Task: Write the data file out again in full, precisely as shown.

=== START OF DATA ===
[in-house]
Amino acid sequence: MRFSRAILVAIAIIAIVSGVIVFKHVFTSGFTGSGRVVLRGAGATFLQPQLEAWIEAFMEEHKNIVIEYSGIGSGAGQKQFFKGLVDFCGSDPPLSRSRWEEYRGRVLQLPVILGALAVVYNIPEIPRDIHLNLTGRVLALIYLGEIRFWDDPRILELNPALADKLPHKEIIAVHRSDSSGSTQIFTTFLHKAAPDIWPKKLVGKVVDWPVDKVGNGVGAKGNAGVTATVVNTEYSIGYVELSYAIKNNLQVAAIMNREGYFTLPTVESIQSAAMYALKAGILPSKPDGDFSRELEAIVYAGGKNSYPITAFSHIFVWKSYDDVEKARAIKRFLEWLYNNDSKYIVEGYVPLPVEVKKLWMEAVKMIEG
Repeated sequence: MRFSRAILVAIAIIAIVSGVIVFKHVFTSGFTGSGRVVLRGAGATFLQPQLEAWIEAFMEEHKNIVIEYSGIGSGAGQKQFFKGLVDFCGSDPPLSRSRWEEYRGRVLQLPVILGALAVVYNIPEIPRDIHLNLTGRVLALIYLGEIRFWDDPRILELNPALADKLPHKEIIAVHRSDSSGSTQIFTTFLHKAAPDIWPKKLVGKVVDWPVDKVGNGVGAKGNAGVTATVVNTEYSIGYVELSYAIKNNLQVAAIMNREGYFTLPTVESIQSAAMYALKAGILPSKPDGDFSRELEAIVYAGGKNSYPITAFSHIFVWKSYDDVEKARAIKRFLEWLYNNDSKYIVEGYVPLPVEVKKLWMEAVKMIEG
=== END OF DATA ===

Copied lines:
[in-house]
Amino acid sequence: MRFSRAILVAIAIIAIVSGVIVFKHVFTSGFTGSGRVVLRGAGATFLQPQLEAWIEAFMEEHKNIVIEYSGIGSGAGQKQFFKGLVDFCGSDPPLSRSRWEEYRGRVLQLPVILGALAVVYNIPEIPRDIHLNLTGRVLALIYLGEIRFWDDPRILELNPALADKLPHKEIIAVHRSDSSGSTQIFTTFLHKAAPDIWPKKLVGKVVDWPVDKVGNGVGAKGNAGVTATVVNTEYSIGYVELSYAIKNNLQVAAIMNREGYFTLPTVESIQSAAMYALKAGILPSKPDGDFSRELEAIVYAGGKNSYPITAFSHIFVWKSYDDVEKARAIKRFLEWLYNNDSKYIVEGYVPLPVEVKKLWMEAVKMIEG
Repeated sequence: MRFSRAILVAIAIIAIVSGVIVFKHVFTSGFTGSGRVVLRGAGATFLQPQLEAWIEAFMEEHKNIVIEYSGIGSGAGQKQFFKGLVDFCGSDPPLSRSRWEEYRGRVLQLPVILGALAVVYNIPEIPRDIHLNLTGRVLALIYLGEIRFWDDPRILELNPALADKLPHKEIIAVHRSDSSGSTQIFTTFLHKAAPDIWPKKLVGKVVDWPVDKVGNGVGAKGNAGVTATVVNTEYSIGYVELSYAIKNNLQVAAIMNREGYFTLPTVESIQSAAMYALKAGILPSKPDGDFSRELEAIVYAGGKNSYPITAFSHIFVWKSYDDVEKARAIKRFLEWLYNNDSKYIVEGYVPLPVEVKKLWMEAVKMIEG